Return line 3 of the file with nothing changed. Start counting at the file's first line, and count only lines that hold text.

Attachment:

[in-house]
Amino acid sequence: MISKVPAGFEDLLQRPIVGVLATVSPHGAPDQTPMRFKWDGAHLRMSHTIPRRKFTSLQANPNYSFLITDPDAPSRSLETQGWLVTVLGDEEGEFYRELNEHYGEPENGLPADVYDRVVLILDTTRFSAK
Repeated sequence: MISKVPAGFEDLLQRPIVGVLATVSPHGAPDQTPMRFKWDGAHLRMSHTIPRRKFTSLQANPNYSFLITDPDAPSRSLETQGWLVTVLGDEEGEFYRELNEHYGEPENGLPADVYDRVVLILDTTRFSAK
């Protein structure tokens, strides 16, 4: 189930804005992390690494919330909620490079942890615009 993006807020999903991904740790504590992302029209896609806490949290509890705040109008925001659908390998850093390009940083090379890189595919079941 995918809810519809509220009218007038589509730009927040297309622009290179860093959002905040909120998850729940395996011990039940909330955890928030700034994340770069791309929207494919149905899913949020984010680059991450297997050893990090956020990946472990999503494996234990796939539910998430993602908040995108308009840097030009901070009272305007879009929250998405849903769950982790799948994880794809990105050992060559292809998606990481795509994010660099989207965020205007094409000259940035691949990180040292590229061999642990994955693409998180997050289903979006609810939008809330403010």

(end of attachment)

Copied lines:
Repeated sequence: MISKVPAGFEDLLQRPIVGVLATVSPHGAPDQTPMRFKWDGAHLRMSHTIPRRKFTSLQANPNYSFLITDPDAPSRSLETQGWLVTVLGDEEGEFYRELNEHYGEPENGLPADVYDRVVLILDTTRFSAK